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About java : Whats-the-difference-between–cp-and–classpath

Question Detail

What’s the difference between using

javac -cp classes helloworld.java


javac -classpath classes helloworld.java

in CMD?

Question Answer

They are the same, check http://docs.oracle.com/javase/7/docs/technotes/tools/windows/java.html

-classpath classpath
-cp classpath Specifies a list of directories, JAR files, and ZIP archives to search for class files. Separate class path entries with
semicolons (;). Specifying -classpath or -cp overrides any setting of
the CLASSPATH environment variable.

If -classpath and -cp are not used and CLASSPATH is not set, then the
user class path consists of the current directory (.).

As a special convenience, a class path element that contains a base
name of * is considered equivalent to specifying a list of all the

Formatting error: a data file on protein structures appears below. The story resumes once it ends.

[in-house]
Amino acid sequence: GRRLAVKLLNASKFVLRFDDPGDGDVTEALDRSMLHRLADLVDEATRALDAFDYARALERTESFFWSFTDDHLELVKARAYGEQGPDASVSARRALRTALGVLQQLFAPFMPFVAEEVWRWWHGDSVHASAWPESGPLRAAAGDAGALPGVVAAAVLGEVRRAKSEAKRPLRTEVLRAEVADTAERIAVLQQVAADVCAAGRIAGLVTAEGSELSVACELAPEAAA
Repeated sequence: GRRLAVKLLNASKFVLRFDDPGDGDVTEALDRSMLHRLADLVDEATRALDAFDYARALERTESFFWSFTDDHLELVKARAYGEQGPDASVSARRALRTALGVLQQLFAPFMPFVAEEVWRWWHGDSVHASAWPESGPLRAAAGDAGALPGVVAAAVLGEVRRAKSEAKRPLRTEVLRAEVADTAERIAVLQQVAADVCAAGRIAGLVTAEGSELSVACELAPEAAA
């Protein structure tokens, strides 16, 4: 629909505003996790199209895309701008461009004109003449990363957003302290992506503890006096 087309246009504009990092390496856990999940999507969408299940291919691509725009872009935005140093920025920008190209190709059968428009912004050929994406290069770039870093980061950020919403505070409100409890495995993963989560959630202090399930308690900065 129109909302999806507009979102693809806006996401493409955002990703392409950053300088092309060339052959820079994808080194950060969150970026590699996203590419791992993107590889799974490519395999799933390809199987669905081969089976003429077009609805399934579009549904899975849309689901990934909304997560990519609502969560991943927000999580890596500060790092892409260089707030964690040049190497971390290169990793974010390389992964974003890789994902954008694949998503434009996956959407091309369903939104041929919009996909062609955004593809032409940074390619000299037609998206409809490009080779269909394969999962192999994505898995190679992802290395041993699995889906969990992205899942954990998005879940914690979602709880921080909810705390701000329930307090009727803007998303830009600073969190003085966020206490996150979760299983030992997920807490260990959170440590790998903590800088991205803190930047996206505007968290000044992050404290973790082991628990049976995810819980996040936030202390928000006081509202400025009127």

files in the directory with the extension .jar or .JAR. A Java program
cannot tell the difference between the two invocations.

For example, if directory mydir contains a.jar and b.JAR, then the
class path element mydir/* is expanded to a A.jar:b.JAR, except that
the order of jar files is unspecified. All jar files in the specified
directory, even hidden ones, are included in the list. A class path
entry consisting simply of * expands to a list of all the jar files in
the current directory. The CLASSPATH environment variable, where
defined, will be similarly expanded. Any class path wildcard expansion
occurs before the Java VM is started. No Java program will ever see
wild cards that are not expanded except by querying the environment.
For example, by calling System.getenv(“CLASSPATH”).

There’s absolutely no difference. It just tells the Java compiler you want to use a custom classpath specified on the command line argument.

So -cp and -classpath are fully equivalent.

You can find more info on javac – Java programming language compiler page.

There is none. They’re both options for setting the classpath. See the man page.

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